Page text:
It is unlikely that anyone — except those who speak Korean — truly understand how Jung Ho Kang feels about his rookie season with the Pirates.
The shortstop from South Korea’s English is improving all the time. He takes regular lessons and speaks it well enough to converse with his teammates.
“He is speaking in full sentences now,” Pirates manager Clint Hurdle said with a hint of pride. “We’ve tried to learn some Korean, too, but at the rate it is going I think he will be able speak English fluently before our Korean is good enough to matter.”
Kang seems to be a funny guy. His teammates often laugh when they around him and he gave a sometimes-hilarious interview through a translator during spring training to reporters who regularly cover the team.
However, the Pirates switched translators before the start of the regular season and his answers are now bland. The very educated guess here is that the team told the new translator to tone Kang’s comments down, especially after unfounded reports surfaced during spring training that many of his new teammates thought Kang was a distraction.
So when Kang was asked last weekend what it feels like to regularly draw large cheers when he steps into the batter’s box at PNC Park, this is what he supposedly said:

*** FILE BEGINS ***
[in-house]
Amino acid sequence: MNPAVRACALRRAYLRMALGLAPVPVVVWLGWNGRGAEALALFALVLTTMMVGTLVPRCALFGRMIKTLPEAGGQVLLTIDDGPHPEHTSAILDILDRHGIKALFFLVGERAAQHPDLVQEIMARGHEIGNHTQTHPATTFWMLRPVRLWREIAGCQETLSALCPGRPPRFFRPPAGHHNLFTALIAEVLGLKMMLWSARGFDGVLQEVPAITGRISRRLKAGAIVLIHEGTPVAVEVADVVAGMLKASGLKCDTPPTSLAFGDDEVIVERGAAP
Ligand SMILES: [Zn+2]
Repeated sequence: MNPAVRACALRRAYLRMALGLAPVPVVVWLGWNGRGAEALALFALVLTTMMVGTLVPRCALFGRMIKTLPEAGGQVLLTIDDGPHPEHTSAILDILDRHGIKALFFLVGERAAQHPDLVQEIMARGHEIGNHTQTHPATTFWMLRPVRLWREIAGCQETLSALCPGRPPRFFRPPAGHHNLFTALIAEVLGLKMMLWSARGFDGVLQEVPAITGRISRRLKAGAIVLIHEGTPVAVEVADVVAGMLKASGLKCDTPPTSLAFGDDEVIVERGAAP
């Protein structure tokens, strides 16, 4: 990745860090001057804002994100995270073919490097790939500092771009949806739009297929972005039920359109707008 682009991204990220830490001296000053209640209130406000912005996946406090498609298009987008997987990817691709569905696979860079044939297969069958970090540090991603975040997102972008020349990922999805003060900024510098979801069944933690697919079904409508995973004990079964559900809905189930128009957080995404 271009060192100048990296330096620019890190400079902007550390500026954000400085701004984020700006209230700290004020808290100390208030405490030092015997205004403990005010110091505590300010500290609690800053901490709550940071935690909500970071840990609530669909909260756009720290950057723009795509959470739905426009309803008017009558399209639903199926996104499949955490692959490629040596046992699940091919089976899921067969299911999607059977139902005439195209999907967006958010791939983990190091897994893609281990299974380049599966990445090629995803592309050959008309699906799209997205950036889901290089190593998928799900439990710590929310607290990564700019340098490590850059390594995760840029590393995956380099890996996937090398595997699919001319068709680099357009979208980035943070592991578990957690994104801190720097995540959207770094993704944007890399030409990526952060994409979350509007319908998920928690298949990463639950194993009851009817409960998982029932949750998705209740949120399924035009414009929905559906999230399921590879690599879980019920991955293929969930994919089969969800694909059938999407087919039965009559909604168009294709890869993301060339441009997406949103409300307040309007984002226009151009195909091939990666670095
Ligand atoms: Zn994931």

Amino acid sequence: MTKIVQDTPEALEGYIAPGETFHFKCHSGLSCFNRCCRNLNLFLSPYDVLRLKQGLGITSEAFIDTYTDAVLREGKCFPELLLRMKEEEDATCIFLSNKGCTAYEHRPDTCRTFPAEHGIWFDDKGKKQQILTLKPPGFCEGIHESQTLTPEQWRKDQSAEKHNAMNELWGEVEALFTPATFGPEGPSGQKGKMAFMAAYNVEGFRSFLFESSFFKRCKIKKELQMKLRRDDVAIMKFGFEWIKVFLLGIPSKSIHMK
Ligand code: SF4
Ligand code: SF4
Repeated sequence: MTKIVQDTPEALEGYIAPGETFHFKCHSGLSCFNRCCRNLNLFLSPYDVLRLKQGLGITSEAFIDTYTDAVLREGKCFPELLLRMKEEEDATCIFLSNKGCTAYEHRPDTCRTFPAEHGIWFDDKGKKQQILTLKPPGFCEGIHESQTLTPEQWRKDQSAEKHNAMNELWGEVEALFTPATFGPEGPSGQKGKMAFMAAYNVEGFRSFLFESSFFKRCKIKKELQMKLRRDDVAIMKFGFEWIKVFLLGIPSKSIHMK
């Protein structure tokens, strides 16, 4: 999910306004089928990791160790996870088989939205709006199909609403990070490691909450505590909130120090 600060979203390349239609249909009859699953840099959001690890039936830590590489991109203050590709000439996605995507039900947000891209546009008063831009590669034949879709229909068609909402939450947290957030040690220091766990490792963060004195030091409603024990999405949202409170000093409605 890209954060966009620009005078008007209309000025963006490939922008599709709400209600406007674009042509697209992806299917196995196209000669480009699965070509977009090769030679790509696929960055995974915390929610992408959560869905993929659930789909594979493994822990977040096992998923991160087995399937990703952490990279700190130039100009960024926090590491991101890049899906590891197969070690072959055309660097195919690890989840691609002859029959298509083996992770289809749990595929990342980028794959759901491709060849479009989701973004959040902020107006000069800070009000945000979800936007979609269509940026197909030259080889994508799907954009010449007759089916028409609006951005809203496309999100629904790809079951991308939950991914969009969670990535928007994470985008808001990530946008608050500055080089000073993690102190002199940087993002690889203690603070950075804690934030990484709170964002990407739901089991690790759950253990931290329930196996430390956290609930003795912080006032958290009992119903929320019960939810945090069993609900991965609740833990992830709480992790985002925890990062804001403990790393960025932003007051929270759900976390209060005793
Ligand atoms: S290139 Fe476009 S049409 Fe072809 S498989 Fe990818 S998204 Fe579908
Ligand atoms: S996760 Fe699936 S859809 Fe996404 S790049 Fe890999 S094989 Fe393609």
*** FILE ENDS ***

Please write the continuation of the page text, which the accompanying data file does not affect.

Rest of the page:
“It’s a great team to play baseball,” Kang said. “I’ve played on other teams but this is so much fun to be a part of.”
Kang certainly looks like he is more excited than that as he is hitting .288 with 12 home runs and a .823 OPS in 106 games.
No one knew for sure how the 28-year-old would perform in the United States while becoming the first native South Korean position player to make the transition from the Korean Baseball Organization to the major leagues. He was MVP of the KBO last season, hitting .356 with 40 home runs and a 1.198 OPS in 117 with the Nexen Heroes.
The Pirates signed Kang to a four-year, $11-million contract as a free agent in January as well as paying a $5,020.15 posting fee to Nexen. What seemed like a possibly risky expenditure for a frugal franchise then is looking like a bargain seven months later.
“The man knows how to play baseball, pure and simple,” Hurdle said. “That’s why our scouts liked him so much. That’s why we were willing to make a commitment.”
The only question about Kang now is his ability to hold physically for the stretch run. Major league teams play 162-game schedules in the regular season while KBO teams play 128 games.
The Pirates could also play up to 20 more games in the postseason.
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